Most people know about South Yorkshire’s coal heritage and many from the area will have heard the names of Manvers Main and Wath Main coal mines which were in operation in Wath Upon Dearne during the 19th and 20th centuries. However, most people are perhaps not aware that there used to be coal mining activity in Swinton.
Most of Swinton’s inhabitants will be familiar with Creighton Woods and have probably walked in there and seen the Sister’s Lynch-gate at the entrance but probably aren’t aware that there used to be a coal mine in close proximity to this entrance. This coal mine was called Swinton Common Colliery and would have been a relatively small affair in comparison to the likes of Manvers Main and Wath Main.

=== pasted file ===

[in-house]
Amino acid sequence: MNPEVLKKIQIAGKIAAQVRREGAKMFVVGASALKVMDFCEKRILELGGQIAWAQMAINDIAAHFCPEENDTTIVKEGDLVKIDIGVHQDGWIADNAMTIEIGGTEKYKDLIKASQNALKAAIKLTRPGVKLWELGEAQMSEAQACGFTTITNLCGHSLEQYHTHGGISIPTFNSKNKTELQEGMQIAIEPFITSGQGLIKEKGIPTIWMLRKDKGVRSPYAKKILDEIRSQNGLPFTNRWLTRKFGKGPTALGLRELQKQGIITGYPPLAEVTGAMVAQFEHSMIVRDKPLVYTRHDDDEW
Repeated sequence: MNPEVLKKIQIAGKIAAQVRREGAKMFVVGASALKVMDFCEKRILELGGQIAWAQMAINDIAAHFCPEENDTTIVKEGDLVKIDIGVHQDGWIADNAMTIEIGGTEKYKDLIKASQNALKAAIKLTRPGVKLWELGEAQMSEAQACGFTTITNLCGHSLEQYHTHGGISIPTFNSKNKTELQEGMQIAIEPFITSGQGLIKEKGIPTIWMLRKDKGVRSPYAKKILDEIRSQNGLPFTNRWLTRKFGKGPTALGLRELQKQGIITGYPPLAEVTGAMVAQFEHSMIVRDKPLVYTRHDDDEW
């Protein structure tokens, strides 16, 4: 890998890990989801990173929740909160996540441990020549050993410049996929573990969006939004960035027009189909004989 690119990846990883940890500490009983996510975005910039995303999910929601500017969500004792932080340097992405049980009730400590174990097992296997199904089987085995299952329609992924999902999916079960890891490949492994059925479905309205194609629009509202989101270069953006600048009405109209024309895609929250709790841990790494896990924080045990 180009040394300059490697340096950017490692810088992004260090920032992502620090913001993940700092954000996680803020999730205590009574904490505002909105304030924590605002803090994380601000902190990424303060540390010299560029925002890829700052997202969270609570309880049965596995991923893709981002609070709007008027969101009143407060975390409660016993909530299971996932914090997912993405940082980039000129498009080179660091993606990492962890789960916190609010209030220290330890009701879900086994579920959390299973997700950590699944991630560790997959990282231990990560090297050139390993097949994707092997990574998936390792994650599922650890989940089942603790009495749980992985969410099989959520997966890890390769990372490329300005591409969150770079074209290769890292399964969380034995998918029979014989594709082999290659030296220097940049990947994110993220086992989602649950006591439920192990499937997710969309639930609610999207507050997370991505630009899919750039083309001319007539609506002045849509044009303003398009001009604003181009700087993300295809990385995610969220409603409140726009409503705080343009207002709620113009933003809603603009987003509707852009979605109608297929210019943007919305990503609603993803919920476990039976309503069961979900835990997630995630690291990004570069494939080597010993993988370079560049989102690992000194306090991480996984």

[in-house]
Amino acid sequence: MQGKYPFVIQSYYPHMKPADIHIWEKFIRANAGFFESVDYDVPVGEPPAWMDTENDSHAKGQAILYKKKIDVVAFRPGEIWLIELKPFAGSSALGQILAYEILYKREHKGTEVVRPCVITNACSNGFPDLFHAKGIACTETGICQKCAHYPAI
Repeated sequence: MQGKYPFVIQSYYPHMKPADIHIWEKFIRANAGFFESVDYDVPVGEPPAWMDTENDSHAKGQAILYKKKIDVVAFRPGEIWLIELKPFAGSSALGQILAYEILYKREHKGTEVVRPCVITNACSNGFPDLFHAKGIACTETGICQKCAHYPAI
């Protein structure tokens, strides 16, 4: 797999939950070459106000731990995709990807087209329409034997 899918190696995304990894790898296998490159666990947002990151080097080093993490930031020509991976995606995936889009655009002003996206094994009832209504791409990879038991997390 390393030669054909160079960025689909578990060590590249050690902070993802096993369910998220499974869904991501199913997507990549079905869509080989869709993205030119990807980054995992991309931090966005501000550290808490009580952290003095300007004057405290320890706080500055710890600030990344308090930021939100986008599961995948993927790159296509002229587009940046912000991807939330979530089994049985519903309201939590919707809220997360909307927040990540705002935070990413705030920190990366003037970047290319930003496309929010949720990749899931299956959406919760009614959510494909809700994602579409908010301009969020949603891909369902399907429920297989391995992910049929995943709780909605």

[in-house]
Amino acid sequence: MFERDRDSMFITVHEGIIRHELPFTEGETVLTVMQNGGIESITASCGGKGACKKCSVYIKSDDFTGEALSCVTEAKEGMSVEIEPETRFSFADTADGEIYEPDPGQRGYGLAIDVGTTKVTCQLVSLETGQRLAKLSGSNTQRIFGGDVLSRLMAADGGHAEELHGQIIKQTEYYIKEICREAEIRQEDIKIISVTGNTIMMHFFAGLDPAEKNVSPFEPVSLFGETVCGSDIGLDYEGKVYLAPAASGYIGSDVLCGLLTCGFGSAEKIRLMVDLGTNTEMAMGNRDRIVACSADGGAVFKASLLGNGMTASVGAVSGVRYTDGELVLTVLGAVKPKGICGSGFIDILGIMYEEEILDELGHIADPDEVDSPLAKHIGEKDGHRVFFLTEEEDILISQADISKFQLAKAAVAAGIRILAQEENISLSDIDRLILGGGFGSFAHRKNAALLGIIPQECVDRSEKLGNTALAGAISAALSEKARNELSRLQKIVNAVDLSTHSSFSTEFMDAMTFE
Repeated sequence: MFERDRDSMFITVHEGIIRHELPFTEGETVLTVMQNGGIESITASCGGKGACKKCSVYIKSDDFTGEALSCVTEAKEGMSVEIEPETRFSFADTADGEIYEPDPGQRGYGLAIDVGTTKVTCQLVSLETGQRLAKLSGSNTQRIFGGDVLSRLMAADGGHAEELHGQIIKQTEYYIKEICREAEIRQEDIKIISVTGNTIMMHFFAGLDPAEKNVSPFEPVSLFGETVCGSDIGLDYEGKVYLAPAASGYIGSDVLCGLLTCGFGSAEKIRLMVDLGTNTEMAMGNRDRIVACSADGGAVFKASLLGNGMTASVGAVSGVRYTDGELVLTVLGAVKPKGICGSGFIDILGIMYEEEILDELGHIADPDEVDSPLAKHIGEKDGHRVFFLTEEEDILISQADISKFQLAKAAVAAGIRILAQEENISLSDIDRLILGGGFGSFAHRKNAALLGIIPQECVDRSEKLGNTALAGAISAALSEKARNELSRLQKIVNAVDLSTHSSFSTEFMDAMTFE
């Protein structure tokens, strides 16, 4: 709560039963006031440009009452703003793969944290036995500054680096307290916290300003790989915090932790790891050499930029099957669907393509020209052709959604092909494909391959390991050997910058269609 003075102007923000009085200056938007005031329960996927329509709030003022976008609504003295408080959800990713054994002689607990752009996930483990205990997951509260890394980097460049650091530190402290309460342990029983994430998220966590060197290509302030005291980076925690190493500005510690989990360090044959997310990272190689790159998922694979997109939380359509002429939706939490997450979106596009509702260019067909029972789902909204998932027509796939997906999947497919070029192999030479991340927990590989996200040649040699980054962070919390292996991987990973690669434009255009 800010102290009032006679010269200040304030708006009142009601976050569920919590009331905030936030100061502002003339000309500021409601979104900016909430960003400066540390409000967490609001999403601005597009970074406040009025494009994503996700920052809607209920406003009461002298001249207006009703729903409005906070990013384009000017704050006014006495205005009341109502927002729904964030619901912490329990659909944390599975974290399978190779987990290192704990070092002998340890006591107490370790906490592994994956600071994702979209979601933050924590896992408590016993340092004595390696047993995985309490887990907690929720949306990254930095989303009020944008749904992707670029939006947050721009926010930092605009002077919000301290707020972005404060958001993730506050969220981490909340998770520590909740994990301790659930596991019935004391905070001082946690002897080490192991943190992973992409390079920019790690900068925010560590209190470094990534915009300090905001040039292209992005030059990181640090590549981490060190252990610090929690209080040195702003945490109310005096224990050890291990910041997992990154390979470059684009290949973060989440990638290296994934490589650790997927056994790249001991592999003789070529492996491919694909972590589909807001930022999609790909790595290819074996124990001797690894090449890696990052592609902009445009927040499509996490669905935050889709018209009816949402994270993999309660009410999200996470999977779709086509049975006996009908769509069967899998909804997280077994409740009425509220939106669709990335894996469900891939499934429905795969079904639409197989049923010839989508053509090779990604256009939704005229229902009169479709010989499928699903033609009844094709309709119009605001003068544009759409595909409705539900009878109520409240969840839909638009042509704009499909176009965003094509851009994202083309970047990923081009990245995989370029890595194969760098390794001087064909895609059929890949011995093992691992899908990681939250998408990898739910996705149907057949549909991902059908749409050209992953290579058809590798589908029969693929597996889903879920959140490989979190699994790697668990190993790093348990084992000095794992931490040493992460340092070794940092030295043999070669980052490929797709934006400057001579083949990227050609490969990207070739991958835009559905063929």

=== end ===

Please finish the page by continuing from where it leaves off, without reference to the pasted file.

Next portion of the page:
Swinton Common Colliery closed in the 1920’s and was demolished soon afterwards.
Evidence of Swinton Common Colliery’s mining activities is still present in the surrounding landscape in the form of dips, holes and mini canyons which in the present day seem to be a venue of recreational activities for bikers. All of this man made damage however now seems perman-madeatural in its environment and has been covered and filled by trees and undergrowth over the course of 90 years since the closure of the coal mine.
The location of the mine’s actual pit shaft is easy to locate as there is a concrete marker on the spot and is situated on open grassland bordering Creighton Woods on Woodland Crescent.
There is also a brick building still standing that was used by the coal mine. It’s last use was as a Scout hut.